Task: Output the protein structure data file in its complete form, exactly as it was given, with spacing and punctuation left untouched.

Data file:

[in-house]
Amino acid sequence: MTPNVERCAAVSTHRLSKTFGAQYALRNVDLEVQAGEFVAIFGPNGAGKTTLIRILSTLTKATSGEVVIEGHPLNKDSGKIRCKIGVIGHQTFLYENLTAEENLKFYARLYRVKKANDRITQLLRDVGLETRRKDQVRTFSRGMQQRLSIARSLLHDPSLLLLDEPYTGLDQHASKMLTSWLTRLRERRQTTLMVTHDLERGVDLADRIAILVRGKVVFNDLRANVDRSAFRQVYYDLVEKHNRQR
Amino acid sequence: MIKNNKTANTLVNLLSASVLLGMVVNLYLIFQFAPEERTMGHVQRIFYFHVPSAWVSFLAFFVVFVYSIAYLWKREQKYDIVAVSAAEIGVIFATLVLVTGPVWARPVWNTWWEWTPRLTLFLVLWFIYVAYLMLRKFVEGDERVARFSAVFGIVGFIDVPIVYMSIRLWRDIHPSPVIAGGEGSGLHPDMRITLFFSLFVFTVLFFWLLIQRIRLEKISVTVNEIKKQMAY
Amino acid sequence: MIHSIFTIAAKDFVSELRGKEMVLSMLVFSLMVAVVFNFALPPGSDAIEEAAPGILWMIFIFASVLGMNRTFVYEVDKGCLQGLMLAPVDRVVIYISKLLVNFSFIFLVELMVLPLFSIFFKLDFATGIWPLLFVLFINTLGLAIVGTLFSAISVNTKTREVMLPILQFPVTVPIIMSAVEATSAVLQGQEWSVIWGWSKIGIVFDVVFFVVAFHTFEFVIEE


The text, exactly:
[in-house]
Amino acid sequence: MTPNVERCAAVSTHRLSKTFGAQYALRNVDLEVQAGEFVAIFGPNGAGKTTLIRILSTLTKATSGEVVIEGHPLNKDSGKIRCKIGVIGHQTFLYENLTAEENLKFYARLYRVKKANDRITQLLRDVGLETRRKDQVRTFSRGMQQRLSIARSLLHDPSLLLLDEPYTGLDQHASKMLTSWLTRLRERRQTTLMVTHDLERGVDLADRIAILVRGKVVFNDLRANVDRSAFRQVYYDLVEKHNRQR
Amino acid sequence: MIKNNKTANTLVNLLSASVLLGMVVNLYLIFQFAPEERTMGHVQRIFYFHVPSAWVSFLAFFVVFVYSIAYLWKREQKYDIVAVSAAEIGVIFATLVLVTGPVWARPVWNTWWEWTPRLTLFLVLWFIYVAYLMLRKFVEGDERVARFSAVFGIVGFIDVPIVYMSIRLWRDIHPSPVIAGGEGSGLHPDMRITLFFSLFVFTVLFFWLLIQRIRLEKISVTVNEIKKQMAY
Amino acid sequence: MIHSIFTIAAKDFVSELRGKEMVLSMLVFSLMVAVVFNFALPPGSDAIEEAAPGILWMIFIFASVLGMNRTFVYEVDKGCLQGLMLAPVDRVVIYISKLLVNFSFIFLVELMVLPLFSIFFKLDFATGIWPLLFVLFINTLGLAIVGTLFSAISVNTKTREVMLPILQFPVTVPIIMSAVEATSAVLQGQEWSVIWGWSKIGIVFDVVFFVVAFHTFEFVIEE